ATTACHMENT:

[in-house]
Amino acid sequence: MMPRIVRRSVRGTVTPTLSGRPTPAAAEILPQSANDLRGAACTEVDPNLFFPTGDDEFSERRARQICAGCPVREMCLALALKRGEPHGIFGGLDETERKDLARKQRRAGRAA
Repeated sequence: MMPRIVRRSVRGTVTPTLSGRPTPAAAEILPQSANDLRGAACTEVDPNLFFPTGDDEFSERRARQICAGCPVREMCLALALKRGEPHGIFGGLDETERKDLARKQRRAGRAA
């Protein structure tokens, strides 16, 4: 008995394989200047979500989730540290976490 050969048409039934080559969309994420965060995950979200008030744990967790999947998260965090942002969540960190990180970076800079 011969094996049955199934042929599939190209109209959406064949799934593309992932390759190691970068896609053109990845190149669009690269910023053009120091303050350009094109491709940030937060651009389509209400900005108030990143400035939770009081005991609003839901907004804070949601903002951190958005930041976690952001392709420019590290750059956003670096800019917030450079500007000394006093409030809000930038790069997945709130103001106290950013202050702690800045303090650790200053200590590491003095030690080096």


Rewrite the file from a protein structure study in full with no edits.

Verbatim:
[in-house]
Amino acid sequence: MMPRIVRRSVRGTVTPTLSGRPTPAAAEILPQSANDLRGAACTEVDPNLFFPTGDDEFSERRARQICAGCPVREMCLALALKRGEPHGIFGGLDETERKDLARKQRRAGRAA
Repeated sequence: MMPRIVRRSVRGTVTPTLSGRPTPAAAEILPQSANDLRGAACTEVDPNLFFPTGDDEFSERRARQICAGCPVREMCLALALKRGEPHGIFGGLDETERKDLARKQRRAGRAA
């Protein structure tokens, strides 16, 4: 008995394989200047979500989730540290976490 050969048409039934080559969309994420965060995950979200008030744990967790999947998260965090942002969540960190990180970076800079 011969094996049955199934042929599939190209109209959406064949799934593309992932390759190691970068896609053109990845190149669009690269910023053009120091303050350009094109491709940030937060651009389509209400900005108030990143400035939770009081005991609003839901907004804070949601903002951190958005930041976690952001392709420019590290750059956003670096800019917030450079500007000394006093409030809000930038790069997945709130103001106290950013202050702690800045303090650790200053200590590491003095030690080096």